December 12, 2019
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This nonprofit creates pop-up learning spaces inside laundromats

The nonprofit Libraries Without Borders brings storytime and other learning opportunities to kids in underserved communities.

The Wash and Learn Initiative from Libraries Without Borders brings books and learning opportunities to kids where they are. In this neighborhood in Detroit, they are at the laundromat. Photos courtesy of Libraries Without Borders

Growing up, I spent a lot of time at laundromats. One of my earliest memories is of helping my parents fold mountains of freshly cleaned clothes on Saturday mornings. As a little kid, taking part in this weekly ritual made me feel useful and grown-up. But once I was finished adding quarters to the washing machine and had loaded all of our clothes into the dryer (if I could reach the door!), I had very little else to do. I remember feeling bored out of my mind as I struggled to find ways to pass the time. As soon as I was old enough to stay home alone, I stopped going to the local laundromat altogether.

Fast forward two decades, I began my work at Libraries Without Borders (LWB), a nonprofit committed to expanding access to information and bridging the digital divide. Although I hadn’t stepped foot into a laundromat since I was a child, my new role had me visiting laundromat after laundromat every other day. You see, a big part of expanding access to information involves quite literally meeting people where they are—whether that’s at a bus stop, senior center, or laundromat.

In this spirit, LWB launched the Wash and Learn Initiative (WALI) in 2015. This program creates pop-up libraries and learning spaces inside laundromats, giving patrons the opportunity to access tools and training opportunities while they wait for their clothes to wash and dry. In some cases, this means creating a reading nook where toddlers can participate in story time. In others, it means setting up a computer lab where adults can put together resumes and job applications, or learn digital literacy skills. Because the needs of communities can be so different, no two WALI sites ever look exactly alike.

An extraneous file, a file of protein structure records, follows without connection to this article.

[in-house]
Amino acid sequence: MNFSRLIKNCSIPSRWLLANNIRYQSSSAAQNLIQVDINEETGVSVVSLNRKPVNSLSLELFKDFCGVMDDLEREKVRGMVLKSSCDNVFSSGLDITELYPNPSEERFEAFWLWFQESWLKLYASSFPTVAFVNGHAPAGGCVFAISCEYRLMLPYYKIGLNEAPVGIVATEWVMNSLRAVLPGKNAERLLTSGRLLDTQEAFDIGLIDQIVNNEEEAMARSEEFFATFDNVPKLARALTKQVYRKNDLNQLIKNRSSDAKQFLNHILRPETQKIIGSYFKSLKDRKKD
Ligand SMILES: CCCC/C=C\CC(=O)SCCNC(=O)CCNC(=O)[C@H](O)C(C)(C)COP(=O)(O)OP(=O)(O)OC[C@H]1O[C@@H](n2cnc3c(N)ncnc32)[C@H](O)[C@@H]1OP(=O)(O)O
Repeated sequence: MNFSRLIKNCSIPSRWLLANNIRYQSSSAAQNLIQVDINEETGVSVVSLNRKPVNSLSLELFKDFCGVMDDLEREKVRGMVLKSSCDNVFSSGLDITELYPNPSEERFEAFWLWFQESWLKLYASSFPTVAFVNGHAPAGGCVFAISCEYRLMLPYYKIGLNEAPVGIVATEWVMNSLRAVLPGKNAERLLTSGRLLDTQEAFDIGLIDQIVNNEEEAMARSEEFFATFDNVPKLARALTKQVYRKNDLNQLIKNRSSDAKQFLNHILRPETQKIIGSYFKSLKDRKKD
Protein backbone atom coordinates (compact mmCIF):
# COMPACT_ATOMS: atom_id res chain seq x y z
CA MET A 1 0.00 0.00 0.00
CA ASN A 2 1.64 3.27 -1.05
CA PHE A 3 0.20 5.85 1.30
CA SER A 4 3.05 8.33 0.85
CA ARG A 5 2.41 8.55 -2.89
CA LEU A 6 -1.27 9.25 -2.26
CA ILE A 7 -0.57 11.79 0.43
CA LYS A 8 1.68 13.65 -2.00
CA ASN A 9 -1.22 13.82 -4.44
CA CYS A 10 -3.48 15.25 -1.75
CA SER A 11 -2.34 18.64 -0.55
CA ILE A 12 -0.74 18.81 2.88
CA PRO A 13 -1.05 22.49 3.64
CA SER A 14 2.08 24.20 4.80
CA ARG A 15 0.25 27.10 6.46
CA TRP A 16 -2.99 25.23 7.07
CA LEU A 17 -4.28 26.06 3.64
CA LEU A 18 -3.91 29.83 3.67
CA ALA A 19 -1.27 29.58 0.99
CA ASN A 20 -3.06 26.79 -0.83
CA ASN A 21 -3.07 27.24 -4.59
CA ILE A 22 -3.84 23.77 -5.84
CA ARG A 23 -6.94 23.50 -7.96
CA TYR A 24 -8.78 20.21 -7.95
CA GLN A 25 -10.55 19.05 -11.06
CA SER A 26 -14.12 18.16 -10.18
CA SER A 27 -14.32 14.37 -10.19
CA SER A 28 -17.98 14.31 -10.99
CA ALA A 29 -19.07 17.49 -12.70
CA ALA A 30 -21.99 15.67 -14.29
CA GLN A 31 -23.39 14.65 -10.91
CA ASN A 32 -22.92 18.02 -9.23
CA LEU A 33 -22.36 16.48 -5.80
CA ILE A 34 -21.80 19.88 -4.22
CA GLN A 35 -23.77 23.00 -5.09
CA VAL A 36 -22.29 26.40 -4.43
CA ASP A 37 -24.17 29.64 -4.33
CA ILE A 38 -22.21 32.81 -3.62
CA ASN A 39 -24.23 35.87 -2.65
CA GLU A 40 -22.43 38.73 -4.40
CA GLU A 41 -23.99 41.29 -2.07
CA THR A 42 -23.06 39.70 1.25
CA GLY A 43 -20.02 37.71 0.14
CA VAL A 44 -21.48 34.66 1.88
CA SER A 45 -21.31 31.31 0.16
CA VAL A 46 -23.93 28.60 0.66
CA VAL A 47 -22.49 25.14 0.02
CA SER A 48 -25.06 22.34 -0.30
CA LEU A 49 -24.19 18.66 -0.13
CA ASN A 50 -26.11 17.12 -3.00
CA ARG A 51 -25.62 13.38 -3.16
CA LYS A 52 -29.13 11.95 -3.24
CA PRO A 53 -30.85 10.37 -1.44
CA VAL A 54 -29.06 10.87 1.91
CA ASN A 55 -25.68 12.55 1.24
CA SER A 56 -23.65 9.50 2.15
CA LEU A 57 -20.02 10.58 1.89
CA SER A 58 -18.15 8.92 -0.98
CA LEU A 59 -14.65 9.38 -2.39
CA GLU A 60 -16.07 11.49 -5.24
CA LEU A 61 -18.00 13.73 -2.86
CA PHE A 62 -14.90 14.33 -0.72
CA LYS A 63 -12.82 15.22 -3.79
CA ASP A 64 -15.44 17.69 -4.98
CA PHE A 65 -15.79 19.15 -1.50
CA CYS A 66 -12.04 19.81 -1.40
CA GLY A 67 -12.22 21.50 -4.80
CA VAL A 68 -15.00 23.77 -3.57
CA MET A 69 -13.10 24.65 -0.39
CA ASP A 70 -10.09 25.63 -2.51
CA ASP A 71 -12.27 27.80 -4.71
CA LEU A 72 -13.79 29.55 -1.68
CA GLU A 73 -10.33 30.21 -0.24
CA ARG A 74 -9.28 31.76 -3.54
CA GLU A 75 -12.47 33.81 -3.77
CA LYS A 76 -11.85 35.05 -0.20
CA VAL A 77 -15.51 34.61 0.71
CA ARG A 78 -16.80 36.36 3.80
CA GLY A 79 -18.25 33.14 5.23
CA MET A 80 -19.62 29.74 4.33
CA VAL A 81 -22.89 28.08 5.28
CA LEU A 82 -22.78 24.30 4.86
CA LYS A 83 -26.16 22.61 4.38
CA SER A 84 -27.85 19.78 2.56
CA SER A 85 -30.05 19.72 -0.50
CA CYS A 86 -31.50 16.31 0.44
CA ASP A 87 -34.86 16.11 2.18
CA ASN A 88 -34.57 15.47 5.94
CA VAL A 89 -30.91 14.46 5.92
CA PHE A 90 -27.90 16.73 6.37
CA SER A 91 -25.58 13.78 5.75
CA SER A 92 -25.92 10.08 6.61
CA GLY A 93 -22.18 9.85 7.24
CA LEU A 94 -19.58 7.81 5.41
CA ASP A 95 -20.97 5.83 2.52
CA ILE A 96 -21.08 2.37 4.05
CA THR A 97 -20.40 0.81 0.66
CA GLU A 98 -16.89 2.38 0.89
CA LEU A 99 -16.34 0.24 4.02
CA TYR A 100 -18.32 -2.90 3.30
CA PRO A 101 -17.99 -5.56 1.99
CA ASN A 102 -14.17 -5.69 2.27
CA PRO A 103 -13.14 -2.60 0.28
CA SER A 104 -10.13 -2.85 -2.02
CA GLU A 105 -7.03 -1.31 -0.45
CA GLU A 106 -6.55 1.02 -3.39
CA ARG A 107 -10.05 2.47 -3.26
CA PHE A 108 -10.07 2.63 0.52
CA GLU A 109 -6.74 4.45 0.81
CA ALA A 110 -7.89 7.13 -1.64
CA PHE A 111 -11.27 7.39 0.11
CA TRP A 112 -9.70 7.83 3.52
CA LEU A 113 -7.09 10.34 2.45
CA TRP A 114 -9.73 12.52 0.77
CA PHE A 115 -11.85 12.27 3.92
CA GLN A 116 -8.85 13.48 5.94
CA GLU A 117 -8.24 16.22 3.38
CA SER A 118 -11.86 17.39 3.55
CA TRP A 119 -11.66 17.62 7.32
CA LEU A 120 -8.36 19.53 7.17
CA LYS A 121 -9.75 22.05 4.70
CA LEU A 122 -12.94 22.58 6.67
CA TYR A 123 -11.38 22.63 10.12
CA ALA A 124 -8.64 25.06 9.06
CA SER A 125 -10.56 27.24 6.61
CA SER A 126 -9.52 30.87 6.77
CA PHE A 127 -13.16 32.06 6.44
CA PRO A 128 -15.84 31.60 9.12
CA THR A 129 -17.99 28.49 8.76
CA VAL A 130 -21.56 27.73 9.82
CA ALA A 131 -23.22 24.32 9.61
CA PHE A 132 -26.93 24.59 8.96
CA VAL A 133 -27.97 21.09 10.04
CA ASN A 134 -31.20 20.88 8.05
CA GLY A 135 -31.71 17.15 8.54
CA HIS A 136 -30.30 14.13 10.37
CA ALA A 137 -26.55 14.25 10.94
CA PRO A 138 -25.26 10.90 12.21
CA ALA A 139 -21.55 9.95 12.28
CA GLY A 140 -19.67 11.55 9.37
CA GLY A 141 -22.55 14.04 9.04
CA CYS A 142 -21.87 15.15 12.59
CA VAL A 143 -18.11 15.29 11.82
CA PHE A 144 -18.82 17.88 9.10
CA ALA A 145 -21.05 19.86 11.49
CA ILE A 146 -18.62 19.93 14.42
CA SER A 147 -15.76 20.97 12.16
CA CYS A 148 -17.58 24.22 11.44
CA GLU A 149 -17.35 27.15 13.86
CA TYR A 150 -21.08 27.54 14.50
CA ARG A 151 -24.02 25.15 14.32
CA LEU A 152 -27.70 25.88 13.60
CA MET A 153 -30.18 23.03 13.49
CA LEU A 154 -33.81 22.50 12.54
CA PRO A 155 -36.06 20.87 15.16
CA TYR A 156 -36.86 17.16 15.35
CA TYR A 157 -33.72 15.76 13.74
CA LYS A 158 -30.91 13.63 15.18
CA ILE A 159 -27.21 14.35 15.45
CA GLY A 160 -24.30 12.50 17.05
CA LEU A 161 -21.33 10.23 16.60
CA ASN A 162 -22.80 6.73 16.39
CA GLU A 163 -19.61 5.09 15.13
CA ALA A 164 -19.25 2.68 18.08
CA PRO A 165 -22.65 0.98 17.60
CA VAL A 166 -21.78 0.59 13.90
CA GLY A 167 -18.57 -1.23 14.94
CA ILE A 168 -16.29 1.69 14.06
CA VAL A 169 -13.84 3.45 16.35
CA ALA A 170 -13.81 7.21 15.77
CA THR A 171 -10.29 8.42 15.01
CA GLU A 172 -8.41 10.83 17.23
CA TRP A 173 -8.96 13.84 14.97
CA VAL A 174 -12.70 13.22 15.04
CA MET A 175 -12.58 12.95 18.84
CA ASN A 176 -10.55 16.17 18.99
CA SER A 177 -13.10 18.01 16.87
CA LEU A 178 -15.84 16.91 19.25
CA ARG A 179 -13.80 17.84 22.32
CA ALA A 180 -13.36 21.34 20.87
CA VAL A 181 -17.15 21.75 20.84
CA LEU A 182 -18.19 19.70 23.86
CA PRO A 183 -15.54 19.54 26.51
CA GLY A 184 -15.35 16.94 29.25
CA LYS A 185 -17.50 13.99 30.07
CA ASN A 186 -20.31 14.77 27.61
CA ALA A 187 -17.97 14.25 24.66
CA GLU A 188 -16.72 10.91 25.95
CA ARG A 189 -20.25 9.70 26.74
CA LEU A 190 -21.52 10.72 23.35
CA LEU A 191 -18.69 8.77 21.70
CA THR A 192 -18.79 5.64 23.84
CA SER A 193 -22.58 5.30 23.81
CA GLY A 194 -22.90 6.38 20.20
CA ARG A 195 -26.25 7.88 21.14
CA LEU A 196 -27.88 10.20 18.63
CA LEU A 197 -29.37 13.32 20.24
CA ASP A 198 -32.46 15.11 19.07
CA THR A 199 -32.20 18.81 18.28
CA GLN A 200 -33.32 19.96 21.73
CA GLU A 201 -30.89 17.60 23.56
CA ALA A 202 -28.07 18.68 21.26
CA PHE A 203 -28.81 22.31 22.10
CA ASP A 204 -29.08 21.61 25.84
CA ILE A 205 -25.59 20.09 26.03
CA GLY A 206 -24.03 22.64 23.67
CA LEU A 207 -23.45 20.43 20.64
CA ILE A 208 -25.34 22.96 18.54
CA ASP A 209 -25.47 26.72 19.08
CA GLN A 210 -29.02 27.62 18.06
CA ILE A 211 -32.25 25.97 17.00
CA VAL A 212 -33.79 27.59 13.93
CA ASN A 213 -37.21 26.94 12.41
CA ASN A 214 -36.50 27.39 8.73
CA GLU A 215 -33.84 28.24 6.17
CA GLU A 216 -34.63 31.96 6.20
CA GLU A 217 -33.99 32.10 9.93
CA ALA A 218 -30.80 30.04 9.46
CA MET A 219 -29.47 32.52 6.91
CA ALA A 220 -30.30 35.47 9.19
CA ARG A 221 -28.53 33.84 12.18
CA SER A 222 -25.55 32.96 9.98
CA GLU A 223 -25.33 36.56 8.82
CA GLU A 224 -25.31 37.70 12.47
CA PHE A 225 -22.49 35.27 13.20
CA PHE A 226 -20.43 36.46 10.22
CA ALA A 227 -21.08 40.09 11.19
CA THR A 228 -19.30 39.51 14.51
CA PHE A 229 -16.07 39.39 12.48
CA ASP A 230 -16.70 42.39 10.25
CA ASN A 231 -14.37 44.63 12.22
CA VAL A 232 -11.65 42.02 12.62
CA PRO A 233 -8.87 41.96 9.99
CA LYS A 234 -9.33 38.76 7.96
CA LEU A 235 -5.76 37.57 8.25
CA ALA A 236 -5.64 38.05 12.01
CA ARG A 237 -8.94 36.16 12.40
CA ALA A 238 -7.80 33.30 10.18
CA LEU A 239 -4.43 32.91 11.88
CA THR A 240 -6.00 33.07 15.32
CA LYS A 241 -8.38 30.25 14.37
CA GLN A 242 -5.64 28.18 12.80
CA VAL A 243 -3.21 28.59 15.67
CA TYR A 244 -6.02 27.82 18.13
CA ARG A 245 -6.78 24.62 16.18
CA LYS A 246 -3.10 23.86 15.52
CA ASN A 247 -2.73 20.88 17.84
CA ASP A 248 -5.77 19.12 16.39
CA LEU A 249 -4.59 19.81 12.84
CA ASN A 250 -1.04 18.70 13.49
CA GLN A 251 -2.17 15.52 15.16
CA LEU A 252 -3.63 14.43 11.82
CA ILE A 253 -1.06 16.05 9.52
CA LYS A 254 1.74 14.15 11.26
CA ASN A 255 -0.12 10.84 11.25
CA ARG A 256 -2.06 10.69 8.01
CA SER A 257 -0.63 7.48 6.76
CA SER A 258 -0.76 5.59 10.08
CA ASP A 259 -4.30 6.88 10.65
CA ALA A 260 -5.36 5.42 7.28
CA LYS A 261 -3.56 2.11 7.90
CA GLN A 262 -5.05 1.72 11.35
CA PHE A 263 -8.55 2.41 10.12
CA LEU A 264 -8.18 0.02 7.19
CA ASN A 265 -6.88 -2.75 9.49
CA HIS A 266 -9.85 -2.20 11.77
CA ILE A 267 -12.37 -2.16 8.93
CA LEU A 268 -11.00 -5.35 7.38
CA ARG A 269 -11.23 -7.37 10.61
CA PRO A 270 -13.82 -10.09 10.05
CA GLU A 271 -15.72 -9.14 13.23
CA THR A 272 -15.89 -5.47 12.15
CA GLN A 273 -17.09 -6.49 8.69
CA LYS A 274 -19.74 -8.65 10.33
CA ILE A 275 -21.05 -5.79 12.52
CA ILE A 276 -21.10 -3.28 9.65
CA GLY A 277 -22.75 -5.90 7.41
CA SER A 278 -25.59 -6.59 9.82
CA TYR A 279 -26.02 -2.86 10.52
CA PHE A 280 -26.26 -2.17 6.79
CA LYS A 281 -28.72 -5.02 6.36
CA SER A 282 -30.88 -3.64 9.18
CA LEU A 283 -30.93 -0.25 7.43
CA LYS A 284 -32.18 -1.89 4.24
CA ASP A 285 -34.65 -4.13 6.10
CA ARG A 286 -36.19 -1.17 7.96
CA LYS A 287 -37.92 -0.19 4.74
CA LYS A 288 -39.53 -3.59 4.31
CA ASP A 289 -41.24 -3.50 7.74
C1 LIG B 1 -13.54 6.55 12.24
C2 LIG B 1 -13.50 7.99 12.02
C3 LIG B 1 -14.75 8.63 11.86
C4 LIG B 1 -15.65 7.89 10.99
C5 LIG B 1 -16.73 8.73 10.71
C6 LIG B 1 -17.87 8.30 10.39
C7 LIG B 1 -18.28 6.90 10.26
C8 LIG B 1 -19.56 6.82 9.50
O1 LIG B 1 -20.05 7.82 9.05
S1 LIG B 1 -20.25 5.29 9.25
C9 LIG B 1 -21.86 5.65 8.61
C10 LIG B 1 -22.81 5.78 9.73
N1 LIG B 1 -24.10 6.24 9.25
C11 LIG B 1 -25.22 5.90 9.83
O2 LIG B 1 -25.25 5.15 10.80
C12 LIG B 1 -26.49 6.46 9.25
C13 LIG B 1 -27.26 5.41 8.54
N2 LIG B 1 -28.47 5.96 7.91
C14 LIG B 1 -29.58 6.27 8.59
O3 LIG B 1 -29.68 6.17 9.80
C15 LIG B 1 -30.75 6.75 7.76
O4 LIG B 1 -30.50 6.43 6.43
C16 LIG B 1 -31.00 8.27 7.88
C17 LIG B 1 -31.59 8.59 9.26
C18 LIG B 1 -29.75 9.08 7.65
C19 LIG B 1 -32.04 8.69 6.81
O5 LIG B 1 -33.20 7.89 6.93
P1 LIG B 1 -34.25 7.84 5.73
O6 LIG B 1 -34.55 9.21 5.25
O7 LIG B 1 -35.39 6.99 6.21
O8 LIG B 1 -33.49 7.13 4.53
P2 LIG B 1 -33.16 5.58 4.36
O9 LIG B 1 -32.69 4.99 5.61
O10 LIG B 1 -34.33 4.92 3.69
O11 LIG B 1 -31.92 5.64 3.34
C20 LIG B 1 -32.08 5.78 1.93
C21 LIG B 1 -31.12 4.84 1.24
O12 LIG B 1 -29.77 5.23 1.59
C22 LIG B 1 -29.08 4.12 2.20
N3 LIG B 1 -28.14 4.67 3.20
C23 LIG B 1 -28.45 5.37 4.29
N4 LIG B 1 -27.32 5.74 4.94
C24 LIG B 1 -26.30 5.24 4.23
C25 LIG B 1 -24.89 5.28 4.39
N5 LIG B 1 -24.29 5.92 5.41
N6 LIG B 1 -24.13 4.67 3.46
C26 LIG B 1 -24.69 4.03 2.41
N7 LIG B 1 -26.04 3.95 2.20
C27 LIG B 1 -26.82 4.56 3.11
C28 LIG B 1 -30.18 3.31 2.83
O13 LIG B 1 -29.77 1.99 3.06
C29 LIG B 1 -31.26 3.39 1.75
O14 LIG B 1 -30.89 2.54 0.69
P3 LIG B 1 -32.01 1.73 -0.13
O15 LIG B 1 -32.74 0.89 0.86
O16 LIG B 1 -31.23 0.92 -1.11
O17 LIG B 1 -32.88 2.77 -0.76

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Beyond transforming laundromats into libraries, WALI has also galvanized communities into taking action and fighting for change.

Earlier this year, our WALI site in Oakland, California, experienced an unfathomable tragedy. As they were leaving Family Laundry, six-year-old Angel Garcia-Vasquez, his mother Alma Vazquez, and his uncle Jaime Garcia were struck by a hit-and-run driver. Although paramedics tried to resuscitate the family, Angel and Alma died. Jaime is still in a coma. In the wake of this horrific event, Family Laundry became an epicenter for community activism and healing.

In November, community members gathered at Family Laundry for a vigil honoring the memory of Angel and Alma. This event also gave residents a chance to hold their representatives to account, and compel the Department of Transportation to construct a new traffic signal at the intersection where the family was killed. The vigil ended with a service dedicating the WALI reading room at Family Laundry to Angel and Alma. Today, this room serves an educational space where children can participate in story time led by the Oakland Public Library, and adults can take ESL classes.

This is the power of programs like the Wash and Learn Initiative. They create a space of empowerment that allows community members to reclaim their time, maximize each moment, and create a day that is both efficient and enjoyable.

At times I imagine how some of my childhood memories might be different if I’d had access to a Wash and Learn program at my neighborhood laundromat. Maybe I would have discovered a new passion, developed an untapped skill, or felt more a part of my community. The possibilities are endless!

Katherine Trujillo Libraries Without Borders

Katherine Trujillo

Libraries Without Borders

Kat Trujillo is the Deputy Director of Libraries Without Borders, a nonprofit committed to expanding access to information & bridging the digital divide. In this role, she has created pop-up libraries in Detroit; the Bronx; Washington, D.C.; Ecuador; and Puerto Rico. Prior to LWB, she worked on human rights, immigration, and education at Humanity in Action, White House Domestic Policy Council, Thurgood Marshall College Fund, and National Head Start Association. Kat is a Cal alum with a Masters in Law and Diplomacy and an LLM degree in human rights. She is also a proud recipient of the Paul and Daisy Soros Fellowship for New Americans and the George Mitchell Scholarship.